Coumarinyl-substituted sulfonamides strongly inhibit several human carbonic anhydrase isoforms: solution and crystallographic investigations.Wagner, J., Avvaru, B.S., Robbins, A.H., Scozzafava, A., Supuran, C.T., McKenna, R.
(2010) Bioorg.Med.Chem. 18: 4873-4878
- PubMed: 20598552
- DOI: 10.1016/j.bmc.2010.06.028
- PubMed Abstract:
We investigated a series of coumarinyl-substituted aromatic sulfonamides as inhibitors of four carbonic anhydrase (CA, EC 220.127.116.11) isoforms with medical applications, the cytosolic hCA I, and II, and the transmembrane, tumor-associated hCA IX and XII ...
We investigated a series of coumarinyl-substituted aromatic sulfonamides as inhibitors of four carbonic anhydrase (CA, EC 18.104.22.168) isoforms with medical applications, the cytosolic hCA I, and II, and the transmembrane, tumor-associated hCA IX and XII. Compounds incorporating 7-methoxy-coumarin-4-yl-acetamide-tails and benzenesulfonamide and benzene-1,3-disulfonamide scaffolds showed medium potency inhibition of hCA I (KIs of 73-131 nM), effective hCA II inhibition (KIs of 9.1-36 nM) and less effective hCA IX and XII inhibition (KIs of 55-128 nM). Only one compound, the derivatized 4-amino-6-trifluoromethyl-benzene-1,3-disulfonamide with the coumarinyl tail, showed effective inhibition of the transmembrane isoforms, with KIs of 5.9-14.2 nM, although it was less effective as hCA I and II inhibitor (KIs of 36-120 nM). An X-ray crystal structure of hCA II in complex with 4-(7-methoxy-coumarin-4-yl-acetamido)-benzenesulfonamide (KI of 9.1 nM against hCA II) showed the intact inhibitor coordinated to the zinc ion from the enzyme active site by the sulfonamide moiety, and participating in a edge-to-face stacking with Phe131, in addition to other hydrophobic and hydrophilic interactions with water molecules and amino acid residues from the active site. Thus, sulfonamides incorporating coumarin rings have a distinct inhibition mechanism compared to the coumarins, and may lead to compounds with interesting inhibition profiles against various alpha-CAs found in mammals or parasites, such as Plasmodium falciparum.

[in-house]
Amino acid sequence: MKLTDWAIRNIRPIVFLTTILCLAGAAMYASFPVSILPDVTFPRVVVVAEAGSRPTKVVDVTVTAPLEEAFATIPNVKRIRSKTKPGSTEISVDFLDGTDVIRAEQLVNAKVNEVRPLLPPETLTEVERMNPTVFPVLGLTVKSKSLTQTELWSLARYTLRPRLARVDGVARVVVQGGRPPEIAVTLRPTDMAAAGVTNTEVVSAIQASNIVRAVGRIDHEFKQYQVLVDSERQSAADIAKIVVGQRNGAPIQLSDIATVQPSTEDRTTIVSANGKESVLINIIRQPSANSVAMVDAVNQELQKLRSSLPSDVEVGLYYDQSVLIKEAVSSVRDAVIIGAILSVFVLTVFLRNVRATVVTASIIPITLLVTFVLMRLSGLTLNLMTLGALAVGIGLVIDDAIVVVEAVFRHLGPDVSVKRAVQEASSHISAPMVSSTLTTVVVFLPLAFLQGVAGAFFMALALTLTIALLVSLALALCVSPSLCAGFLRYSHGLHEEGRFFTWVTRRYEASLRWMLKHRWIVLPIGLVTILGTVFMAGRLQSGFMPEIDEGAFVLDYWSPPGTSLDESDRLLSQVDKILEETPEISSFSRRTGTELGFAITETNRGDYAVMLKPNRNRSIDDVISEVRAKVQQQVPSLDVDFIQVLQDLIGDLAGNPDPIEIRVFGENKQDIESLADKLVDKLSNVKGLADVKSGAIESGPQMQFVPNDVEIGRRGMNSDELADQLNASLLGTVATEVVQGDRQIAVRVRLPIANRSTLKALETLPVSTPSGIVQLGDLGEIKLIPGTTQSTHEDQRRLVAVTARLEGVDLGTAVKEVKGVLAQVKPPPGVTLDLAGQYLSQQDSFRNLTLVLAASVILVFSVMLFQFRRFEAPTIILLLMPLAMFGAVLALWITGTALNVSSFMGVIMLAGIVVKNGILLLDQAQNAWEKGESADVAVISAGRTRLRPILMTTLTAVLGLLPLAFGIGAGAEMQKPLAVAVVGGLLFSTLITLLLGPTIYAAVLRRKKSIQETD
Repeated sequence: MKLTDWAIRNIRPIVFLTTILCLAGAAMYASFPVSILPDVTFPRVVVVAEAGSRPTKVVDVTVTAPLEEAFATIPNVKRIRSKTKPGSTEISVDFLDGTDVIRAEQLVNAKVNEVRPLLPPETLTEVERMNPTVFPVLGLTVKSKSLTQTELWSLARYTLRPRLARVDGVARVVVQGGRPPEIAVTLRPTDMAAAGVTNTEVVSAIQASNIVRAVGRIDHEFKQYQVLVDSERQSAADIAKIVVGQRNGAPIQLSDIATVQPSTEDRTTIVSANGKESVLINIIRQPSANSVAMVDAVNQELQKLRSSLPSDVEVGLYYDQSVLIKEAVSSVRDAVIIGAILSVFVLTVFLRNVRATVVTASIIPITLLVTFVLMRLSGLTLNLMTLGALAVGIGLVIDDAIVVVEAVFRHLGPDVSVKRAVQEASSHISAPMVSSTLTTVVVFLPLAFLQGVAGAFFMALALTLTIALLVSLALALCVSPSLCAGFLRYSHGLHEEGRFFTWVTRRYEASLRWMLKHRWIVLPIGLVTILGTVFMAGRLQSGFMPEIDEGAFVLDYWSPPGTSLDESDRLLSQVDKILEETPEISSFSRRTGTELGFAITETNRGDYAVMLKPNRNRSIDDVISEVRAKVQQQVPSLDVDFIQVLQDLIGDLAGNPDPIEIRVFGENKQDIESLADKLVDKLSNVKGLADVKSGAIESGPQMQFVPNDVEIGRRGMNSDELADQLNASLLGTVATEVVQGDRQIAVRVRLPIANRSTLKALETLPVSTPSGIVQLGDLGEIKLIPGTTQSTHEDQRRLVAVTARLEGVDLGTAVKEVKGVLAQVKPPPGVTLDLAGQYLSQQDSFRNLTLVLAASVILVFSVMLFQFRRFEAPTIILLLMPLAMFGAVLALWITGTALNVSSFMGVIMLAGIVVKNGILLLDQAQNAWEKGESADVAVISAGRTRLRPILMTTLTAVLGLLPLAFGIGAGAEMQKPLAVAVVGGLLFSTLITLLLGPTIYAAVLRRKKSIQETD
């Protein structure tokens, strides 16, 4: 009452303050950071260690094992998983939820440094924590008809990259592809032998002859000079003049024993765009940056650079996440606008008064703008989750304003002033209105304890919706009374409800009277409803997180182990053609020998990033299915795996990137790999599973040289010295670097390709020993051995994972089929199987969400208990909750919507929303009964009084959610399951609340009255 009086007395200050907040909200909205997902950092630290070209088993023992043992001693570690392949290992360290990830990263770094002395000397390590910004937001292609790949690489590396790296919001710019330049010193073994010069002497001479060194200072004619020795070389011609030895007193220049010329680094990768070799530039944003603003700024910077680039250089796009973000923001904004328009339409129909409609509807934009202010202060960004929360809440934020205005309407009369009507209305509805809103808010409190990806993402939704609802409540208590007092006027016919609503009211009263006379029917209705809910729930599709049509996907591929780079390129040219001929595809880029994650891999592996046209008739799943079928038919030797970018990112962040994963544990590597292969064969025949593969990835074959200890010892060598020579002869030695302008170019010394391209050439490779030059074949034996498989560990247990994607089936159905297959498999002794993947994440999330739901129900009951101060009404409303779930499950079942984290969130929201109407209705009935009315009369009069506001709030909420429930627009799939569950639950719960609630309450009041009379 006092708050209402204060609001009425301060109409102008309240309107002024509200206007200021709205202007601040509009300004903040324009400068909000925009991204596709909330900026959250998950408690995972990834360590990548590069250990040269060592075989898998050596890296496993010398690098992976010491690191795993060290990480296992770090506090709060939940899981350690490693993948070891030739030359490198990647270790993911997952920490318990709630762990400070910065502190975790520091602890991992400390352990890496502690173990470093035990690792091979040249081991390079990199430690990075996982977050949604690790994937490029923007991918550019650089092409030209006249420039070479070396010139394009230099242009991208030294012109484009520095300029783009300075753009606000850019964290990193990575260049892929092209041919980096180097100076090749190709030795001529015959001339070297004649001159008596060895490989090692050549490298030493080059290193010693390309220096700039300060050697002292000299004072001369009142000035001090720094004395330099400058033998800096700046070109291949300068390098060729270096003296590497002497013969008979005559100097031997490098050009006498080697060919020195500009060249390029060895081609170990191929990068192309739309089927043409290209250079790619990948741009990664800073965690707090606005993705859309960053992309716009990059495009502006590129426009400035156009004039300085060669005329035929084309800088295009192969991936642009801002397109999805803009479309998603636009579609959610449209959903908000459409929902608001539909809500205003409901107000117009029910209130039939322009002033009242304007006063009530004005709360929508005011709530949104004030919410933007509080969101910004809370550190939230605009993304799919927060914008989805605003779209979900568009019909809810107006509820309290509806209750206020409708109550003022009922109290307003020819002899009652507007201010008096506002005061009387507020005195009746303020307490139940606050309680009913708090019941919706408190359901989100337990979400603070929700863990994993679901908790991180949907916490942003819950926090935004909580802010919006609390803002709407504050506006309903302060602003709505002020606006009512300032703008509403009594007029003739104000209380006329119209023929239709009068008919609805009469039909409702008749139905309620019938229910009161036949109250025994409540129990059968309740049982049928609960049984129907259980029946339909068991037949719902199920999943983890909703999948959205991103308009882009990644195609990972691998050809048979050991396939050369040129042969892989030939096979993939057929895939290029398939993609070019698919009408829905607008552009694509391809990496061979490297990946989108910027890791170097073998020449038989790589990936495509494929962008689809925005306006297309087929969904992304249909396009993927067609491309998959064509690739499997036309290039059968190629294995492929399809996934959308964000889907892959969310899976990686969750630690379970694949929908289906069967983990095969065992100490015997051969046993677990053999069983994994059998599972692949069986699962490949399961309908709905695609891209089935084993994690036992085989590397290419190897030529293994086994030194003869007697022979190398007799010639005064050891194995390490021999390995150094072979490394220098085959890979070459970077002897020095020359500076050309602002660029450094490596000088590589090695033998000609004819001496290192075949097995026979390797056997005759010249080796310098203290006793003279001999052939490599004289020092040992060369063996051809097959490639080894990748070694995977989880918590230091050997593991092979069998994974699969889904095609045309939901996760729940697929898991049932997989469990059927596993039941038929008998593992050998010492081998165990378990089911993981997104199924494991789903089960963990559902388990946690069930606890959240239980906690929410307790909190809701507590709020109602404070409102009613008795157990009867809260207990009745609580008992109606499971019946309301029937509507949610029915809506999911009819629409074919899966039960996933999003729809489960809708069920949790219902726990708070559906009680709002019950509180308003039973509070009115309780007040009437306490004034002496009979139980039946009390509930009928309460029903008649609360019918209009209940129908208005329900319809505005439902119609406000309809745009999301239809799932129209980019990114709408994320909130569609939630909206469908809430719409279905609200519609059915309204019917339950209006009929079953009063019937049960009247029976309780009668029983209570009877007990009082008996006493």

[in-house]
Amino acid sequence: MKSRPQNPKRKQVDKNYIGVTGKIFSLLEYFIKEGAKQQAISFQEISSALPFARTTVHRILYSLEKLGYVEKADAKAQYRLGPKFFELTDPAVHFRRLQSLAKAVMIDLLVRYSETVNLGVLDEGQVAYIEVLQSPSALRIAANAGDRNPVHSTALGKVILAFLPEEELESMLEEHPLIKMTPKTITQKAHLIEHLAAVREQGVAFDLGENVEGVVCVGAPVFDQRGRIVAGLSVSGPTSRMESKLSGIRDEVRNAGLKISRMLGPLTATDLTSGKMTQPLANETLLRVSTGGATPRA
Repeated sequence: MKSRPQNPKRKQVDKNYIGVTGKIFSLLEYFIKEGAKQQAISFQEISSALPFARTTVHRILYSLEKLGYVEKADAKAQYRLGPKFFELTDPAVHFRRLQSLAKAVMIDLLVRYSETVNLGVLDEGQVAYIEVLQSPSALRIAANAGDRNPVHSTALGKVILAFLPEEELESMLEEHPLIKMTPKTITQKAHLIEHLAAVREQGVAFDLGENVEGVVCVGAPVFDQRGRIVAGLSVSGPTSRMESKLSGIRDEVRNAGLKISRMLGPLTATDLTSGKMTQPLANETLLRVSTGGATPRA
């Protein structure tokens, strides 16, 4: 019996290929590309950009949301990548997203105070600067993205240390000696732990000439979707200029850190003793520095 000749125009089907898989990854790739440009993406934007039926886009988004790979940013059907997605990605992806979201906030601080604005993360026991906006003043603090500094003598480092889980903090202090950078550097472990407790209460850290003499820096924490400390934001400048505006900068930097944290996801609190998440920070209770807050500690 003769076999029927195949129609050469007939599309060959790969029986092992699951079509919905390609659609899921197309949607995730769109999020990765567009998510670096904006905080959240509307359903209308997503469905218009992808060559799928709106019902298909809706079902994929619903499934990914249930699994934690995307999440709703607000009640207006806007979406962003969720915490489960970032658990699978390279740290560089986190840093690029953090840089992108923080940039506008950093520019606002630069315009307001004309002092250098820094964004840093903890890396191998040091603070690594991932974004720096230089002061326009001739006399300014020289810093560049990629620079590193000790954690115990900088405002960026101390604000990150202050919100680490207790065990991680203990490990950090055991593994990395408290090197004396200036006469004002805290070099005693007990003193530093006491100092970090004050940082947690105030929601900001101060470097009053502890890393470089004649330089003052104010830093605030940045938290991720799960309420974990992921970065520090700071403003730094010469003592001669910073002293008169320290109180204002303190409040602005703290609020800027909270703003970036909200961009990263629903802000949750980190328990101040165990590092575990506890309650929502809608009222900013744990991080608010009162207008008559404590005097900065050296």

Department of Biochemistry and Molecular Biology, College of Medicine, University of Florida, Box 100245, Gainesville, FL 32610, USA.